Three Criminals in Police uniform: reflections on radical feminist insight to challenge misogyny in policing

Article


Cunningham, E. 2024. Three Criminals in Police uniform: reflections on radical feminist insight to challenge misogyny in policing. Journal of Legal, Ethical and Regulatory Issues. 27 (2).
AuthorsCunningham, E.
Abstract

Violence Against Women and Girls (VAWG) is a growing global phenomenon along with the restriction of women’s rights over their own bodies and their appearance, in countries as disparate as America and Iran. The United Nations illustrated global VAWG prevalence and how it had peaked during COVID-19 (UN, 2020). At the same time there has been a rise in explicitly and overtly misogynistic ideas from influencers of boys and men like Andrew Tate. Tate extols the financial benefits to boys and men to follow his success of exploiting women and deceiving them into believing they are in relationships to control and abuse them emotionally, sexually and financially (Das, 2022). Concurrently in the UK we have a justice gap in relation to the successful prosecution of domestic and sexual violent offenders, and the criminal justice system which continues to blame and fail women generally (Stern, 2010; Stanko, 2023), and especially migrant women survivors, who are all also negatively impacted by cuts in legal aid since 2012 (Siddique, 2023). In the UK we have also seen increases in misogynistic crime offences undertaken by predatory criminal police officers. These offence types have included police perpetrated domestic violence and police use of online platforms in WhattsApp groups to share racist, homophobic and misogynistic messages with groups of other police officers. Some officers have also shared crime scene photographs of murdered women via this platform (Cunningham, 2021). In response there has been a lack of concerted, substantial institutional acknowledgement of the term ‘institutionalised’ in relation to racism or misogyny in policing. Instead of a recognition and acknowledgement of these offenders, there has been a denial of this toxic culture from within policing, followed by the adherence to the suggestion that this is simply a problem of a few rotten apples, to explain away these individual criminals in uniform. One example of this can be seen in the comments from Cressida Dick, the first female Commissioner of the Metropolitan Police Service (MPS), where she suggested the MPS had ‘an occasional bad ‘un’ (Topping, 2021). She also saw the term ‘institutional racism as an unhelpful (Cunningham, 2021) as has the new Commissioner, Rowley. Gavin Stephens, however, becomes most senior serving officer in 2024 to accept that discrimination in policing does in fact operate at a ‘fundamental level’ which may add pressure to Rowley this year to confront these issues and finally accept the terminology and the problem (Dodd, 2024a).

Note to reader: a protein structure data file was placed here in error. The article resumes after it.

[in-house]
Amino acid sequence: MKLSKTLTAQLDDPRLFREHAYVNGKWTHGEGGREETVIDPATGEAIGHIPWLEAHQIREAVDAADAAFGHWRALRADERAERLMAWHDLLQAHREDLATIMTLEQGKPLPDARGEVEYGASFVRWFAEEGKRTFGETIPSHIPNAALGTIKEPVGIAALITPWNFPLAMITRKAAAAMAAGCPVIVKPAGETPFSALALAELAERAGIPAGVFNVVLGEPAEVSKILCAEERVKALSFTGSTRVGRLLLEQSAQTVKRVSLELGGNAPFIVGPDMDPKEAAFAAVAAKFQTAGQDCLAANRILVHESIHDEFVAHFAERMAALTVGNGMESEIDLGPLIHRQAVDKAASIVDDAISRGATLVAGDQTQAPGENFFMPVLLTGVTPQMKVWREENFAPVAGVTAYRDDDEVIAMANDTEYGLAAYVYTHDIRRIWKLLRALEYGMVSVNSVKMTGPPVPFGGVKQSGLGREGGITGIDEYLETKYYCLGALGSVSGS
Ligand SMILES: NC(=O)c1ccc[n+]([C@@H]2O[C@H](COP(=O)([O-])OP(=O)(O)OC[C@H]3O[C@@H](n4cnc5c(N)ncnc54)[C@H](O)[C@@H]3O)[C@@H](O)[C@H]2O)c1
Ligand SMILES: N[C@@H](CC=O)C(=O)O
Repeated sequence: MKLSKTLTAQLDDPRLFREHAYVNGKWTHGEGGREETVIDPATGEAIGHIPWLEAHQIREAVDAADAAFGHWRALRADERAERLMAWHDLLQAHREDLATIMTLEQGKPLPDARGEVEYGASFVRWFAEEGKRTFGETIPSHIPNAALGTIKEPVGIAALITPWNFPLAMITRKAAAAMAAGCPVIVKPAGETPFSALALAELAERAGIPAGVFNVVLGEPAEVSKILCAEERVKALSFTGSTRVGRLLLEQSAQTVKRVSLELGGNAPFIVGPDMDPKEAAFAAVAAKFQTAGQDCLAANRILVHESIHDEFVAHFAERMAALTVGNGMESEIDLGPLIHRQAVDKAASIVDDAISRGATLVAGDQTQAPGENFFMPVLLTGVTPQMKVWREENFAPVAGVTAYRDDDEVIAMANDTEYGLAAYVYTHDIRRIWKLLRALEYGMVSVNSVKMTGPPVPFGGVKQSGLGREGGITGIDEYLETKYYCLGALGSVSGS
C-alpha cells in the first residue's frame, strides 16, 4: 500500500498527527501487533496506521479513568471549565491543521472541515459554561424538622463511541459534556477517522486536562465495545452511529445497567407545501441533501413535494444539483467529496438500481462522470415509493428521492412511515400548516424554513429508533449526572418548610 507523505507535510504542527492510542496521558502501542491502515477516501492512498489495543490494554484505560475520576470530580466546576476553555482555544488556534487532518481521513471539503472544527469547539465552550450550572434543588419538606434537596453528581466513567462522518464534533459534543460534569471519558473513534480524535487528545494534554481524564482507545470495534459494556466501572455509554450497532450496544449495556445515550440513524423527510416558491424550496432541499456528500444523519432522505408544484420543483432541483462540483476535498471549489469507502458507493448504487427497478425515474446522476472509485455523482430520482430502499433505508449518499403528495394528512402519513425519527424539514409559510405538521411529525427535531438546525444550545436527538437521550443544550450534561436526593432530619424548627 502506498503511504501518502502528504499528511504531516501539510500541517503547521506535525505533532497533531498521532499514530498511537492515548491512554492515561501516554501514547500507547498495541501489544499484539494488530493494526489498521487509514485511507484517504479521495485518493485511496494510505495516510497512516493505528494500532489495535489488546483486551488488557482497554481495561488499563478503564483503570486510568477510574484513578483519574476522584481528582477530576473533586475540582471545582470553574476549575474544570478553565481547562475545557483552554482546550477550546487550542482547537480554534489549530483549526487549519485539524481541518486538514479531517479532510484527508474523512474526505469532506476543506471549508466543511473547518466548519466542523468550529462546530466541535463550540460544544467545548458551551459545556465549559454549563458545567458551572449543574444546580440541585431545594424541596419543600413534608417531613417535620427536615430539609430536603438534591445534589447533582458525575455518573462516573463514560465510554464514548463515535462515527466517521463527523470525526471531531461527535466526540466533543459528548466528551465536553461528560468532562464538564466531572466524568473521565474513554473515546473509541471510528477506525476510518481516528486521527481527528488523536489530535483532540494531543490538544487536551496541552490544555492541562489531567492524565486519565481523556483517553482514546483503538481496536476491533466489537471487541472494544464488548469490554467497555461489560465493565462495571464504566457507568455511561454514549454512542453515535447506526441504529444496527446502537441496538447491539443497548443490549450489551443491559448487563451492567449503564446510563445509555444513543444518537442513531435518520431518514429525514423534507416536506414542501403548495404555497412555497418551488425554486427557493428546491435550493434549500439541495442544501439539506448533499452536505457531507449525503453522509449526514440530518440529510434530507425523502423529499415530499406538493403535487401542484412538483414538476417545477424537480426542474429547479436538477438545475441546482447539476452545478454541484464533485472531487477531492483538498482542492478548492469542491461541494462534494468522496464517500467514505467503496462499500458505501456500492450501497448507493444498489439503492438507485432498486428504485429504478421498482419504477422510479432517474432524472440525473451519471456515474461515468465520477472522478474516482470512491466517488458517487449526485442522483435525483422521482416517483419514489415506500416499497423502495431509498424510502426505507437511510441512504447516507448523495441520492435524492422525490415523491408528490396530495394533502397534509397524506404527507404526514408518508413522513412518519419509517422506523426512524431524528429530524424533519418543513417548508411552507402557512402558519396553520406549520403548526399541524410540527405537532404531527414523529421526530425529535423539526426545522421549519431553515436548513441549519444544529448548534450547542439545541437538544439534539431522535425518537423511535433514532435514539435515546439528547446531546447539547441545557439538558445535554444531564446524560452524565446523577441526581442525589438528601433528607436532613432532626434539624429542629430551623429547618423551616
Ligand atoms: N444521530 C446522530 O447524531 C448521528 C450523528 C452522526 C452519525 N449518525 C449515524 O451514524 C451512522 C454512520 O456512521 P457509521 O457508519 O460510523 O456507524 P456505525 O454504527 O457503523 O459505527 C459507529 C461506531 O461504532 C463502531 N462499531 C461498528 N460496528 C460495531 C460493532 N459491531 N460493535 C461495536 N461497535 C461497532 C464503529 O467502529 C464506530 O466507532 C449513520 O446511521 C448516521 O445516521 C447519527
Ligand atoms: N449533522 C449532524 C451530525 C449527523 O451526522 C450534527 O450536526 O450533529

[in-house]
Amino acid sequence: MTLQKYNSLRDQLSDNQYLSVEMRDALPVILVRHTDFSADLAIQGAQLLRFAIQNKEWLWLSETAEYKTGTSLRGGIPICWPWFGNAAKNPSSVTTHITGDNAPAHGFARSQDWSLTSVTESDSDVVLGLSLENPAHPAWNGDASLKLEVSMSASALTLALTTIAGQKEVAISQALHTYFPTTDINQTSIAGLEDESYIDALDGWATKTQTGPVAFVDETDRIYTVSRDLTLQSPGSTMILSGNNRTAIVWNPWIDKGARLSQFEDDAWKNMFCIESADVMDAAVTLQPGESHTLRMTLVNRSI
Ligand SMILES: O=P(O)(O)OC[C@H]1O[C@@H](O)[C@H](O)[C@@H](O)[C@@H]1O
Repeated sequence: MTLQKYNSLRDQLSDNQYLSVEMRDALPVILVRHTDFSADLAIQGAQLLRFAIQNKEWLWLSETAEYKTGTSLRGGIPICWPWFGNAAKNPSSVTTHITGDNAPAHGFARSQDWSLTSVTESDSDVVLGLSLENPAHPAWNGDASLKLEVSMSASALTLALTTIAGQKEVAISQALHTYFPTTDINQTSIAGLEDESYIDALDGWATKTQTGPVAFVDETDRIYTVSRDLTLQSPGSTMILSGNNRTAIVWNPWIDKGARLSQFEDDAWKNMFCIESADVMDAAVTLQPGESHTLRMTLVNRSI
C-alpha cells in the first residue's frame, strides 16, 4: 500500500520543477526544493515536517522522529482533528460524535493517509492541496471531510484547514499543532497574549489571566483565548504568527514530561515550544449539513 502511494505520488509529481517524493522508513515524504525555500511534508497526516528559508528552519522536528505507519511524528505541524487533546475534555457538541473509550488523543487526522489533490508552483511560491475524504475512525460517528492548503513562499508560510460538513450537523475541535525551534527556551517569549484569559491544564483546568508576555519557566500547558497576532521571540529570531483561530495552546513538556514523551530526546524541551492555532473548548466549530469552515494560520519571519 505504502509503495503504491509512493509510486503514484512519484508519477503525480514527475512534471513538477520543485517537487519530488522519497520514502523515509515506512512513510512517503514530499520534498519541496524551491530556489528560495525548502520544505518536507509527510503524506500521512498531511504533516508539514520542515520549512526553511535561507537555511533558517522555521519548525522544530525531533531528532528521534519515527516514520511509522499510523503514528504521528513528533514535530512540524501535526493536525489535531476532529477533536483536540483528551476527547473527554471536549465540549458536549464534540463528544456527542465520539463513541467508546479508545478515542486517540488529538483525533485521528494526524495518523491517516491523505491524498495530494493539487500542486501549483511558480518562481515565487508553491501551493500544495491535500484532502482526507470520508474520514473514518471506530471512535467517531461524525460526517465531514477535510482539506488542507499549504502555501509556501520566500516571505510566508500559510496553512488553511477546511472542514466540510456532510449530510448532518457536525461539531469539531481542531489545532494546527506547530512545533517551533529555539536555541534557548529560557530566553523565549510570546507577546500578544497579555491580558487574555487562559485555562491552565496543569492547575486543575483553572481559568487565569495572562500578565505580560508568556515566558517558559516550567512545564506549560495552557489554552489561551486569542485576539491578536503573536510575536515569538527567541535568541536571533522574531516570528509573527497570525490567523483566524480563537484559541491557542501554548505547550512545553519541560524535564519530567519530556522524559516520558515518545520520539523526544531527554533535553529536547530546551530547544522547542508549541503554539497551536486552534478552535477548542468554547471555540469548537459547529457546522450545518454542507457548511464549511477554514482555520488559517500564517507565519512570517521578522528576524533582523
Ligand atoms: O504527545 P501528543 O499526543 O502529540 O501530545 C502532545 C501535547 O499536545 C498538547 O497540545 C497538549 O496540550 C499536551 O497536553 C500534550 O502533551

Other institutions also contain and reproduce toxic misogynistic and racist culture, and research has also pointed to the clash of cultures within Higher Education (McCarthy and Taylor, 2023), and policing culture has been brought into Higher Education with the professionalisation agenda. Notwithstanding the acceptance that toxic cultures also exist within other organisations, within policing this culture poses particular problems given officers’ state sanctioned powers, credibility and discretion over citizens. For victim / survivors of domestic or sexual violence this culture will inform how the police respond to the offences they have been subjected to (Stern, 2010), and the same is true in relation to Black, Asian and Minority Ethnic citizens. The Centre for Women’s Justice in the UK submitted a successful super complaint against the police in 2019 in a legal effort to hold policing to account for police perpetrated VAWG (CWJ, 2019), however the toxic culture

JournalJournal of Legal, Ethical and Regulatory Issues
Journal citation27 (2)
ISSN1544-0036
1544-0044
Year2024
PublisherAllied Business Academies
Publisher's version
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Anyone
Web address (URL)https://www.abacademies.org/articles/three-criminals-in-police-uniform-reflections-on-radical-feminist-insight-to-challenge-misogyny-in-policing-16738.html
Publication dates
Online08 Feb 2024
Publication process dates
Deposited19 Apr 2024
Copyright holder© 2024, The Author
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